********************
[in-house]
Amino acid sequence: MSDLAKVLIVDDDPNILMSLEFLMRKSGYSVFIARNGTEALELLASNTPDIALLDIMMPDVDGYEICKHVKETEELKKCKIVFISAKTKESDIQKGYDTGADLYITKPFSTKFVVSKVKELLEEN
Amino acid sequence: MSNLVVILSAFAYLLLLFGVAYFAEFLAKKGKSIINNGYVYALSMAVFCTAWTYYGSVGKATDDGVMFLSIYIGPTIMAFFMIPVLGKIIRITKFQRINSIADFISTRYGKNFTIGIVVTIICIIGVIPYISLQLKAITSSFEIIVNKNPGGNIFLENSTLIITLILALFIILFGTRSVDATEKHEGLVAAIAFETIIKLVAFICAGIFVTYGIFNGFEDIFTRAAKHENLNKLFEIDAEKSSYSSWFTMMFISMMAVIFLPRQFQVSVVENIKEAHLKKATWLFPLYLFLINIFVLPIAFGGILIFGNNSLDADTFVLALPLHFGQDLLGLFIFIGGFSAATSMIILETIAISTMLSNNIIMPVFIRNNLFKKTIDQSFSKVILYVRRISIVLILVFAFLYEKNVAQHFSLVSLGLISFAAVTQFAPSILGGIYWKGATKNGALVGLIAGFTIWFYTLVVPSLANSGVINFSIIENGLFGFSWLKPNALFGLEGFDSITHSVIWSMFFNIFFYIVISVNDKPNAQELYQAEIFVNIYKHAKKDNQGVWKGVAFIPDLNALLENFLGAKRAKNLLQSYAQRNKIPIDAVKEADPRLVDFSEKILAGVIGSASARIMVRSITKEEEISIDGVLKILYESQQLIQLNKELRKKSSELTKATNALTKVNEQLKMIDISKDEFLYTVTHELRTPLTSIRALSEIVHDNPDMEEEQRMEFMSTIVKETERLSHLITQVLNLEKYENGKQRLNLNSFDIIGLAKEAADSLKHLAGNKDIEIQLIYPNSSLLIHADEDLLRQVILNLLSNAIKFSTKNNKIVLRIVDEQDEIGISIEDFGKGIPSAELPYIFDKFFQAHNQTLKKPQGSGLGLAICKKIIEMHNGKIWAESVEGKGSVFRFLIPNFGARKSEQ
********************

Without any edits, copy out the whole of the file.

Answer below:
[in-house]
Amino acid sequence: MSDLAKVLIVDDDPNILMSLEFLMRKSGYSVFIARNGTEALELLASNTPDIALLDIMMPDVDGYEICKHVKETEELKKCKIVFISAKTKESDIQKGYDTGADLYITKPFSTKFVVSKVKELLEEN
Amino acid sequence: MSNLVVILSAFAYLLLLFGVAYFAEFLAKKGKSIINNGYVYALSMAVFCTAWTYYGSVGKATDDGVMFLSIYIGPTIMAFFMIPVLGKIIRITKFQRINSIADFISTRYGKNFTIGIVVTIICIIGVIPYISLQLKAITSSFEIIVNKNPGGNIFLENSTLIITLILALFIILFGTRSVDATEKHEGLVAAIAFETIIKLVAFICAGIFVTYGIFNGFEDIFTRAAKHENLNKLFEIDAEKSSYSSWFTMMFISMMAVIFLPRQFQVSVVENIKEAHLKKATWLFPLYLFLINIFVLPIAFGGILIFGNNSLDADTFVLALPLHFGQDLLGLFIFIGGFSAATSMIILETIAISTMLSNNIIMPVFIRNNLFKKTIDQSFSKVILYVRRISIVLILVFAFLYEKNVAQHFSLVSLGLISFAAVTQFAPSILGGIYWKGATKNGALVGLIAGFTIWFYTLVVPSLANSGVINFSIIENGLFGFSWLKPNALFGLEGFDSITHSVIWSMFFNIFFYIVISVNDKPNAQELYQAEIFVNIYKHAKKDNQGVWKGVAFIPDLNALLENFLGAKRAKNLLQSYAQRNKIPIDAVKEADPRLVDFSEKILAGVIGSASARIMVRSITKEEEISIDGVLKILYESQQLIQLNKELRKKSSELTKATNALTKVNEQLKMIDISKDEFLYTVTHELRTPLTSIRALSEIVHDNPDMEEEQRMEFMSTIVKETERLSHLITQVLNLEKYENGKQRLNLNSFDIIGLAKEAADSLKHLAGNKDIEIQLIYPNSSLLIHADEDLLRQVILNLLSNAIKFSTKNNKIVLRIVDEQDEIGISIEDFGKGIPSAELPYIFDKFFQAHNQTLKKPQGSGLGLAICKKIIEMHNGKIWAESVEGKGSVFRFLIPNFGARKSEQ